First Monday – NaNo Edition

The title of this post is a bit misleading – I don’t actually have anything to post. But I figured today, the first day of December, would be a great day to tell you how my NaNo experience went this time around.

It wasn’t any less stressful, that’s for sure. But it had almost nothing to do with the writing and everything to do with the day job. November is typically a busy month for me anyway, and this year was even worse. So why do NaNoWriMo at all?

I stated that I needed the push, and push me it did. There were times when I wanted to just put this story aside and work on something else. But remembering my NaNo commitment had me going back to it again and again, and it started to shape into something I liked.

I managed to get about halfway through the story when I realized one of the plot points I’d set up wasn’t going to work. NaNo is all about turning off your internal editor, but I decided to listen to it instead of shutting it up. So I went back and reworked the first couple of chapters to see if the new, more different plot point would work better – and I’m happy to say it does. Could I have waited until I finished writing the first draft to do it? Sure. But I would have worried too much about whether the change I made halfway through could have been affected by something that happened earlier in the story. I’m all about making things easier, not harder, and the prospect of having to do massive amounts of rewriting didn’t appeal. Hence caving to my inner editor and going back and redoing the first ten chapters.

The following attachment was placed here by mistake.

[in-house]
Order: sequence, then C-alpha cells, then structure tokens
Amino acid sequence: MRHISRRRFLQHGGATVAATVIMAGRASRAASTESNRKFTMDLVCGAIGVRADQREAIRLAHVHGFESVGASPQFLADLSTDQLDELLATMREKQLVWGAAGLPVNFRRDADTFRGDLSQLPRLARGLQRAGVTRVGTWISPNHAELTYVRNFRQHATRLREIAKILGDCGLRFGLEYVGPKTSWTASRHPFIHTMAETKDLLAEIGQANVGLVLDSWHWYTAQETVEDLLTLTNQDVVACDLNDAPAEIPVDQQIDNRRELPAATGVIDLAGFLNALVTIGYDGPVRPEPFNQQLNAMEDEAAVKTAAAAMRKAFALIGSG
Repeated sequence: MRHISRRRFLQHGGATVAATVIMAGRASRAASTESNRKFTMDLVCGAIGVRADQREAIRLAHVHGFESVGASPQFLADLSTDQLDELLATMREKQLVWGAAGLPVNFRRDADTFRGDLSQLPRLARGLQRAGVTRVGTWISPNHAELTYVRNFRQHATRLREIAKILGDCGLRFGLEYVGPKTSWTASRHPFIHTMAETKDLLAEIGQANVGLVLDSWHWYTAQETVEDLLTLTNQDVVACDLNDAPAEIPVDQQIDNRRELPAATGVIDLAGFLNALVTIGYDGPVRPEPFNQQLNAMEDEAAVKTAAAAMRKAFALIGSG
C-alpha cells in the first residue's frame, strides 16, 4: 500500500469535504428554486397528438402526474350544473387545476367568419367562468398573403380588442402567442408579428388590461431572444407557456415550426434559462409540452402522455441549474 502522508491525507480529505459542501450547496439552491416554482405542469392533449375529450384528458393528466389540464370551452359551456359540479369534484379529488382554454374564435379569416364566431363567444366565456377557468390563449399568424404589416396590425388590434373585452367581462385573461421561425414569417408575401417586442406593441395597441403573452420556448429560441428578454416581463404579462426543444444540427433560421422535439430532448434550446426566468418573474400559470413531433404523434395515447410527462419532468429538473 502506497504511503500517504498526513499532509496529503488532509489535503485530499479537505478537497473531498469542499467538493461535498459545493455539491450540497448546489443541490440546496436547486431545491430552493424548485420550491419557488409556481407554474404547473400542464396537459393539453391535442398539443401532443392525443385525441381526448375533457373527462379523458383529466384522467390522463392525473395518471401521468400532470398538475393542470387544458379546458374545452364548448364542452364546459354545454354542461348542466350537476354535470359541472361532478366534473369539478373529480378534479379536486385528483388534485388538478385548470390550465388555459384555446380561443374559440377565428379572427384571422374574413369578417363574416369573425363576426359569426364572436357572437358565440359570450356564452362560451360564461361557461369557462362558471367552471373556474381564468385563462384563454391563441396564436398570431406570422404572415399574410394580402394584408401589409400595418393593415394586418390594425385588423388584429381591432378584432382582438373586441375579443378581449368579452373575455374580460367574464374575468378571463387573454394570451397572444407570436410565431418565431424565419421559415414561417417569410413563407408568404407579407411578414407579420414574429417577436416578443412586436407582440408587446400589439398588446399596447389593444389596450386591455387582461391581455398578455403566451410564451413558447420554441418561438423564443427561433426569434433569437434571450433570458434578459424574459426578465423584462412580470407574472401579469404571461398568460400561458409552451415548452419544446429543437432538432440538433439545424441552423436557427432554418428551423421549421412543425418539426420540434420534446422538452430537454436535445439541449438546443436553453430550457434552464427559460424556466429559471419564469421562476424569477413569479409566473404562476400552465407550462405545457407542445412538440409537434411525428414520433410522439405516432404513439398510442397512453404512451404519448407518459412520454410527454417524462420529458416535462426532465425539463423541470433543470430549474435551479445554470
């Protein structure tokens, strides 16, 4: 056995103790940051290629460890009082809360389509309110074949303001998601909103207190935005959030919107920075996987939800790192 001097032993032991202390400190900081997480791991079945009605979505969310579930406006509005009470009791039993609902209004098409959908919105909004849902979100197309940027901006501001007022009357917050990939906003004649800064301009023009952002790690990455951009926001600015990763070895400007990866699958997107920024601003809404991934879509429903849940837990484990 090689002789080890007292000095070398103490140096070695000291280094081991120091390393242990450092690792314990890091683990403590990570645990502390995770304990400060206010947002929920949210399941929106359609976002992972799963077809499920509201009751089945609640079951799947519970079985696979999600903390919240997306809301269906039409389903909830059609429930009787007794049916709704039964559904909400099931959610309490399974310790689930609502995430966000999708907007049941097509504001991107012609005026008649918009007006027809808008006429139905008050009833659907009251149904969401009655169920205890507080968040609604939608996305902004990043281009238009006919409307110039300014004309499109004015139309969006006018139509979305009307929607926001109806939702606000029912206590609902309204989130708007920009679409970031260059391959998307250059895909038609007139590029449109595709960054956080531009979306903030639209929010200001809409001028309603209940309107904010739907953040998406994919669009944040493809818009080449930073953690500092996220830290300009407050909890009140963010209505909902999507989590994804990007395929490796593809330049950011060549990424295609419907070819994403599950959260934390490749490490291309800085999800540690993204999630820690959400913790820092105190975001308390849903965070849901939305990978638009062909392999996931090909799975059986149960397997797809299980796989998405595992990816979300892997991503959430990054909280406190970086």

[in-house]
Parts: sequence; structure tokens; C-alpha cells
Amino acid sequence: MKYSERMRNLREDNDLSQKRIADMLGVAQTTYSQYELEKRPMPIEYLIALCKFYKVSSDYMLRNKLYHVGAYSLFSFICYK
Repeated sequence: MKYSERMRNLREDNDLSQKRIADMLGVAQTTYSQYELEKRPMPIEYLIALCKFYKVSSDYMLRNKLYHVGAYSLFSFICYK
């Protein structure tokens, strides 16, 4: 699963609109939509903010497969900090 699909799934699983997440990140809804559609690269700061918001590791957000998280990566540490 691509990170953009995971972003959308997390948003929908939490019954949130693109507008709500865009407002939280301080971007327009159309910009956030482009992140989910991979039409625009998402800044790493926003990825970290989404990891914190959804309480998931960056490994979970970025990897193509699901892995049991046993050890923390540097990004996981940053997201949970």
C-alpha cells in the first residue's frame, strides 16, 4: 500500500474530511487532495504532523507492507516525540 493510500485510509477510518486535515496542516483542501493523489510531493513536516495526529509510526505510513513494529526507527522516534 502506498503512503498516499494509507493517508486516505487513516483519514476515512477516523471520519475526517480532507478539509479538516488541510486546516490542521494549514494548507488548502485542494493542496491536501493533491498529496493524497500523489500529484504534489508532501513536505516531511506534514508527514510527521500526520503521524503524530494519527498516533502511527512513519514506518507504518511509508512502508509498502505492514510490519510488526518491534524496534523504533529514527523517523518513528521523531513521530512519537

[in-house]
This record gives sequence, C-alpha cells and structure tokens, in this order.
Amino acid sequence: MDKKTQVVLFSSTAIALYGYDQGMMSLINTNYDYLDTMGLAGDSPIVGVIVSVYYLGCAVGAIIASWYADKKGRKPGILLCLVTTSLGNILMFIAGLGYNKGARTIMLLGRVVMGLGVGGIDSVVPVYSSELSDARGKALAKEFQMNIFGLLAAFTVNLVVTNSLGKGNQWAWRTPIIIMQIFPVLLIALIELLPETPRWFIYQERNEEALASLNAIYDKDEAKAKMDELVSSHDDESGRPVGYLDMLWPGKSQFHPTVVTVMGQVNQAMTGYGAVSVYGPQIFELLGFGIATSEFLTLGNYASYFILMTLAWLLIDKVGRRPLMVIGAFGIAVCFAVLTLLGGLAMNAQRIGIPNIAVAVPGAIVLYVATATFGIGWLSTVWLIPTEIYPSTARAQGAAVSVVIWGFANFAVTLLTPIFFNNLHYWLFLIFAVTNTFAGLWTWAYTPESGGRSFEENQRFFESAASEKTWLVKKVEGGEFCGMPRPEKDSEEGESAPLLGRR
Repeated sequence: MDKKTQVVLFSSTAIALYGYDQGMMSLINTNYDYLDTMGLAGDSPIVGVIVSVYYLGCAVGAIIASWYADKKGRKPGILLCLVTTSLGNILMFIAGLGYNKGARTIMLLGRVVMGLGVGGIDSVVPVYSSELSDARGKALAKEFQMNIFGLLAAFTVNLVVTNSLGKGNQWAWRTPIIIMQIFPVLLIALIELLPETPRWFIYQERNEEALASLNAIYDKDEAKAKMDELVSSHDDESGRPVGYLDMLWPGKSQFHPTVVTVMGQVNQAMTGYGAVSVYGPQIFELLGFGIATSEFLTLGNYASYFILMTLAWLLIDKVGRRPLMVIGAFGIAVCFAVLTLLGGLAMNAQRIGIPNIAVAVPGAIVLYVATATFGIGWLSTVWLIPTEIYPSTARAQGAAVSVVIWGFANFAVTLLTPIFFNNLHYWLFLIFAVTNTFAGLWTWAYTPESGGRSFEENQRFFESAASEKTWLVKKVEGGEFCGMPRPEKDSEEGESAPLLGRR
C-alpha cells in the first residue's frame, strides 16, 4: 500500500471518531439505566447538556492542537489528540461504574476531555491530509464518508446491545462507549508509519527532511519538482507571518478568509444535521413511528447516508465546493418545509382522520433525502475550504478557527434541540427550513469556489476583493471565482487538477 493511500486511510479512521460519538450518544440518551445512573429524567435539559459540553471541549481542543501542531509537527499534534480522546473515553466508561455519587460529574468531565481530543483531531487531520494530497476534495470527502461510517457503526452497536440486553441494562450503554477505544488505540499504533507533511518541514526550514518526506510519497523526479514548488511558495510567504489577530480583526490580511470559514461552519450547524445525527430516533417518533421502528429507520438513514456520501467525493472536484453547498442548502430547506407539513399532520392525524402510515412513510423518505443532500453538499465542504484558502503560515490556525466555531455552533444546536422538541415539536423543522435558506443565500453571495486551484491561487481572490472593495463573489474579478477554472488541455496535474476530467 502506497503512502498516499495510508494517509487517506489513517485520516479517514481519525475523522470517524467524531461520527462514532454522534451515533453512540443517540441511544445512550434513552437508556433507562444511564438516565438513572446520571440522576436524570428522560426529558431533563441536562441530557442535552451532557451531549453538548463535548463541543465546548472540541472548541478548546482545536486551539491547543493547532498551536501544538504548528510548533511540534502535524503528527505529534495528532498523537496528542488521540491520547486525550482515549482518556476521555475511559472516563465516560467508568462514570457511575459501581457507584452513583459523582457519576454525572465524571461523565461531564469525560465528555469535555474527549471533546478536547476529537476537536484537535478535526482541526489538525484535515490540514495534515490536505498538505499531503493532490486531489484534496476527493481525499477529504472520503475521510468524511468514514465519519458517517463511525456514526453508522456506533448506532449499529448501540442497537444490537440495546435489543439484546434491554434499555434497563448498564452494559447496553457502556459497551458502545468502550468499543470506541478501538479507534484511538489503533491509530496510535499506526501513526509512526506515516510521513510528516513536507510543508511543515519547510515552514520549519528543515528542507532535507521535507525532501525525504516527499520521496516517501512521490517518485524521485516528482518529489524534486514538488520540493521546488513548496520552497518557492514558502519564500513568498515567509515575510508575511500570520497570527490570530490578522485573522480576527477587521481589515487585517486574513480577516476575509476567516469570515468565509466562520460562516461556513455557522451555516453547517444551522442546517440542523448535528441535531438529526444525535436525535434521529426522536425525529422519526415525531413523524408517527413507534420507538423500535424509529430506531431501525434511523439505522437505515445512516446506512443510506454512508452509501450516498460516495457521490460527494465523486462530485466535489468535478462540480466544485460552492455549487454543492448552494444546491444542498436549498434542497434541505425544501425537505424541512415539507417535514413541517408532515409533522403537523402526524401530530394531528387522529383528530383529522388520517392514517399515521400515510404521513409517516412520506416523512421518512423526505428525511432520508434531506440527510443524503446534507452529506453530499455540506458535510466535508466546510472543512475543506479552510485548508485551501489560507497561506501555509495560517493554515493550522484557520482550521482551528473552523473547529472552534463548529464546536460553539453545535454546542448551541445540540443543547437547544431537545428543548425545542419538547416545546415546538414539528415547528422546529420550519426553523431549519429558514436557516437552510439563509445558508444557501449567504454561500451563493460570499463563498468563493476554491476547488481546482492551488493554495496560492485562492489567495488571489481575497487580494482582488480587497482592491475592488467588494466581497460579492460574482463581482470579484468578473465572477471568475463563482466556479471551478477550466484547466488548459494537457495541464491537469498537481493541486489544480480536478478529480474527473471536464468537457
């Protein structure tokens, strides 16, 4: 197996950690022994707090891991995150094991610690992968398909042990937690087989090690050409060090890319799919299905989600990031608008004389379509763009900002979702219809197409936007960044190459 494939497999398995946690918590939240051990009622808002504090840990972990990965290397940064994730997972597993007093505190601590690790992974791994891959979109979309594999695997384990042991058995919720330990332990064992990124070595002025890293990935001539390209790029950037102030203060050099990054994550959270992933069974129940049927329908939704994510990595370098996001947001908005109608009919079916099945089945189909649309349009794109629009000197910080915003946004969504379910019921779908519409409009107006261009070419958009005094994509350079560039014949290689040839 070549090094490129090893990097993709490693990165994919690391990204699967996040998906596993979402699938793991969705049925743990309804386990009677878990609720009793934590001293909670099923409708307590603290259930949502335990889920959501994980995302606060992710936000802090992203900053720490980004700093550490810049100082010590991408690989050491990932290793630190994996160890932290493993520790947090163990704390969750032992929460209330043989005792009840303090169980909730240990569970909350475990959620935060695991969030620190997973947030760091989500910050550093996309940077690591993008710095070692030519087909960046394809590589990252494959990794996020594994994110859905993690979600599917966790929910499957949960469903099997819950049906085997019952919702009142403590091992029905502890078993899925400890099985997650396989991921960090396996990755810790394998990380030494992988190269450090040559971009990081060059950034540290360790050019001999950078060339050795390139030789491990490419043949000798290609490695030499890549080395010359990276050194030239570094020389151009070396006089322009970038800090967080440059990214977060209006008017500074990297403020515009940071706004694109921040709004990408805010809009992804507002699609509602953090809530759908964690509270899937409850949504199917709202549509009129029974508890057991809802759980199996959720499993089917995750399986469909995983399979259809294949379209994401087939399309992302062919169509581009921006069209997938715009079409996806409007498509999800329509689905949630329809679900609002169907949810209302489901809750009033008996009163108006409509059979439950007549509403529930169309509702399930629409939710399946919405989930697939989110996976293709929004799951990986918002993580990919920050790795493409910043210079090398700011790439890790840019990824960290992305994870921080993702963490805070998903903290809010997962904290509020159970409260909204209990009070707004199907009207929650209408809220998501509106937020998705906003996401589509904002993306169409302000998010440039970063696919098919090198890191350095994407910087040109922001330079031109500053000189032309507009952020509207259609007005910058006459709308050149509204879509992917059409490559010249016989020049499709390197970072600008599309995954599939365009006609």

My month wasn’t taken up entirely by work and review books and a half-finished NaNo project. I completed a new short story, finished most of the formatting for Rehab, created the cover, and completed editing for Touch and turned it into my editor a few days before Thanksgiving. I cannot begin to express how happy I am the re-write of Touch is done. Despite its short length (it came out to about 40k, shorter than I’d hoped), it was easily one of the most challenging projects I’ve taken on. Worldbuilding isn’t my strong suit (I prefer my urban fantasy strongly grounded in reality) and having to create an entire world was a struggle.

I’m looking forward to this month. I have no writing obligations, so I can pick and choose what I want to do. I could put aside the NaNo project in favor of completing Blink or Blood and Shadows. I could work through the edits on Hidden Scars so I can start on the next book in that series (titled Broken Down, after the Sevendust song). Or I could actually finish the NaNo project first before moving on, like a responsible author. The freedom is making me giddy. I might actually *gasp* DO NOTHING for a few days. My sister gave me a copy of Columbine for my birthday. I want to tear into that mother so bad. In fact, that sounds like a fabulous idea.

So while NaNo wasn’t a success, I don’t feel guilty. National Novel Writing Month is a great tool for new writers, giving them deadlines and a sense of obligation, and if you’ve never managed to complete a writing project, I highly recommend doing it. But stock up on wine first. Lots of wine. Wine spurs creativity, you know.

Did you NaNo? How’d you do?

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